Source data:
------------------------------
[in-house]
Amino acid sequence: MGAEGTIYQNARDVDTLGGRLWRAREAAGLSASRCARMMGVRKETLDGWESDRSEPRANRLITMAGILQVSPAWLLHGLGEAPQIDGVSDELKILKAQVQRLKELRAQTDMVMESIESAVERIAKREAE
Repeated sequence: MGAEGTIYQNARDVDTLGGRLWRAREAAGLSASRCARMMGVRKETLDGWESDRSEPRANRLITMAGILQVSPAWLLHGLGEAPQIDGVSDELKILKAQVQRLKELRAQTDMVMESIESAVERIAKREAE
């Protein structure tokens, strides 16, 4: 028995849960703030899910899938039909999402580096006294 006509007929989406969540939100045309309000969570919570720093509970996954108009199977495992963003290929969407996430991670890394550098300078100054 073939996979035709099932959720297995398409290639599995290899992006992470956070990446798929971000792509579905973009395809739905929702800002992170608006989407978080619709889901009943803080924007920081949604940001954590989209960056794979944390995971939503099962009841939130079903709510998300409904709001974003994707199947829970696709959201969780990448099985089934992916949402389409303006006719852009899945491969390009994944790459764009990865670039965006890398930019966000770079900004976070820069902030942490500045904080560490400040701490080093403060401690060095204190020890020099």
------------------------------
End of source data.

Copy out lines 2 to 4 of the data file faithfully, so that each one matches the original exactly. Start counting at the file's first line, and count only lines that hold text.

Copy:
Amino acid sequence: MGAEGTIYQNARDVDTLGGRLWRAREAAGLSASRCARMMGVRKETLDGWESDRSEPRANRLITMAGILQVSPAWLLHGLGEAPQIDGVSDELKILKAQVQRLKELRAQTDMVMESIESAVERIAKREAE
Repeated sequence: MGAEGTIYQNARDVDTLGGRLWRAREAAGLSASRCARMMGVRKETLDGWESDRSEPRANRLITMAGILQVSPAWLLHGLGEAPQIDGVSDELKILKAQVQRLKELRAQTDMVMESIESAVERIAKREAE
């Protein structure tokens, strides 16, 4: 028995849960703030899910899938039909999402580096006294 006509007929989406969540939100045309309000969570919570720093509970996954108009199977495992963003290929969407996430991670890394550098300078100054 073939996979035709099932959720297995398409290639599995290899992006992470956070990446798929971000792509579905973009395809739905929702800002992170608006989407978080619709889901009943803080924007920081949604940001954590989209960056794979944390995971939503099962009841939130079903709510998300409904709001974003994707199947829970696709959201969780990448099985089934992916949402389409303006006719852009899945491969390009994944790459764009990865670039965006890398930019966000770079900004976070820069902030942490500045904080560490400040701490080093403060401690060095204190020890020099």